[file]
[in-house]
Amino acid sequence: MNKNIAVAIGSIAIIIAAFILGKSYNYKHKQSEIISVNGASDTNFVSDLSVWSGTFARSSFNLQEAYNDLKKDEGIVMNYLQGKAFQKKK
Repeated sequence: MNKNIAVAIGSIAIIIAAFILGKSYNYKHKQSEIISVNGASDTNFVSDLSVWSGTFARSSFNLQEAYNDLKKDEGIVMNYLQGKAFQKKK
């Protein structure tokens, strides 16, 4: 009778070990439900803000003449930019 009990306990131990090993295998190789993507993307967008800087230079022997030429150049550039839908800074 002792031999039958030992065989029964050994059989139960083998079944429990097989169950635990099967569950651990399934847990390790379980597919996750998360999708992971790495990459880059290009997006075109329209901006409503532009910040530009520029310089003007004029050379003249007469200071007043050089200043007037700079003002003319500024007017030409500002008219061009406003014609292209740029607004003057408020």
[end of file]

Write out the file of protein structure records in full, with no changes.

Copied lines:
[in-house]
Amino acid sequence: MNKNIAVAIGSIAIIIAAFILGKSYNYKHKQSEIISVNGASDTNFVSDLSVWSGTFARSSFNLQEAYNDLKKDEGIVMNYLQGKAFQKKK
Repeated sequence: MNKNIAVAIGSIAIIIAAFILGKSYNYKHKQSEIISVNGASDTNFVSDLSVWSGTFARSSFNLQEAYNDLKKDEGIVMNYLQGKAFQKKK
């Protein structure tokens, strides 16, 4: 009778070990439900803000003449930019 009990306990131990090993295998190789993507993307967008800087230079022997030429150049550039839908800074 002792031999039958030992065989029964050994059989139960083998079944429990097989169950635990099967569950651990399934847990390790379980597919996750998360999708992971790495990459880059290009997006075109329209901006409503532009910040530009520029310089003007004029050379003249007469200071007043050089200043007037700079003002003319500024007017030409500002008219061009406003014609292209740029607004003057408020």